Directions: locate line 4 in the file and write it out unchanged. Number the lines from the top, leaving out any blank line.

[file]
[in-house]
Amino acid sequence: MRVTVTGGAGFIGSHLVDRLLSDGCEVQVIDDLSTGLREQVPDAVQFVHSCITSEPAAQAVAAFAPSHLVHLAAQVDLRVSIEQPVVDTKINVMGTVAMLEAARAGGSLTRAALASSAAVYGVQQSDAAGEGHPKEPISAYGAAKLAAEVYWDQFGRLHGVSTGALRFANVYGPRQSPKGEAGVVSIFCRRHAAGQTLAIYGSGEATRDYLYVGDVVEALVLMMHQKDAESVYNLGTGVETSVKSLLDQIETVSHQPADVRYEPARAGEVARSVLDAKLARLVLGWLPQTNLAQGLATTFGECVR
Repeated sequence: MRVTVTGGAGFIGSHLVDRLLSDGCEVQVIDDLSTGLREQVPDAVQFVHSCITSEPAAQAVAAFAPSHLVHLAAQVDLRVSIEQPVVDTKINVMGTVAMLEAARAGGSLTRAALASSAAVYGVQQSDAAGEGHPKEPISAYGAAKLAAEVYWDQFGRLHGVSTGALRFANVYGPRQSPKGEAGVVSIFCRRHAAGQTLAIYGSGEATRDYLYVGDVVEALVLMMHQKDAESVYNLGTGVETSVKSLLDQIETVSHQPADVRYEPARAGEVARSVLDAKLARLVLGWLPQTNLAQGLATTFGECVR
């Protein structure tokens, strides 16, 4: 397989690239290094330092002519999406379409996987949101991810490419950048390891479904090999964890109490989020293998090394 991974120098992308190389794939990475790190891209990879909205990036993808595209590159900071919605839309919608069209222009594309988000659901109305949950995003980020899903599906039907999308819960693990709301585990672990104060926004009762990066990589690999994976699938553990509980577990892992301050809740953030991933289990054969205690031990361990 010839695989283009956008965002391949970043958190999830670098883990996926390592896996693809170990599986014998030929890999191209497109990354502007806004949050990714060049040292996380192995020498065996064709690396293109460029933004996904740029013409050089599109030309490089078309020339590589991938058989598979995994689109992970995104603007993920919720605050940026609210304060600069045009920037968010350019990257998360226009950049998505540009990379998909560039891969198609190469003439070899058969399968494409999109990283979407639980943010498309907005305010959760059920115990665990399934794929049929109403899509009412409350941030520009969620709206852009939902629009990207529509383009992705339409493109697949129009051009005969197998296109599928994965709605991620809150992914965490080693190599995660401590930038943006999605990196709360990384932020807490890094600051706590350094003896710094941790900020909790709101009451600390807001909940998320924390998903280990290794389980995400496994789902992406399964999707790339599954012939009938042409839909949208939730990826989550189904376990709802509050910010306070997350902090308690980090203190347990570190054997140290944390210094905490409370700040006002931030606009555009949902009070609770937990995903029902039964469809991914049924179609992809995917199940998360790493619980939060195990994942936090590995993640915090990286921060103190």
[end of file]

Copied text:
């Protein structure tokens, strides 16, 4: 397989690239290094330092002519999406379409996987949101991810490419950048390891479904090999964890109490989020293998090394 991974120098992308190389794939990475790190891209990879909205990036993808595209590159900071919605839309919608069209222009594309988000659901109305949950995003980020899903599906039907999308819960693990709301585990672990104060926004009762990066990589690999994976699938553990509980577990892992301050809740953030991933289990054969205690031990361990 010839695989283009956008965002391949970043958190999830670098883990996926390592896996693809170990599986014998030929890999191209497109990354502007806004949050990714060049040292996380192995020498065996064709690396293109460029933004996904740029013409050089599109030309490089078309020339590589991938058989598979995994689109992970995104603007993920919720605050940026609210304060600069045009920037968010350019990257998360226009950049998505540009990379998909560039891969198609190469003439070899058969399968494409999109990283979407639980943010498309907005305010959760059920115990665990399934794929049929109403899509009412409350941030520009969620709206852009939902629009990207529509383009992705339409493109697949129009051009005969197998296109599928994965709605991620809150992914965490080693190599995660401590930038943006999605990196709360990384932020807490890094600051706590350094003896710094941790900020909790709101009451600390807001909940998320924390998903280990290794389980995400496994789902992406399964999707790339599954012939009938042409839909949208939730990826989550189904376990709802509050910010306070997350902090308690980090203190347990570190054997140290944390210094905490409370700040006002931030606009555009949902009070609770937990995903029902039964469809991914049924179609992809995917199940998360790493619980939060195990994942936090590995993640915090990286921060103190």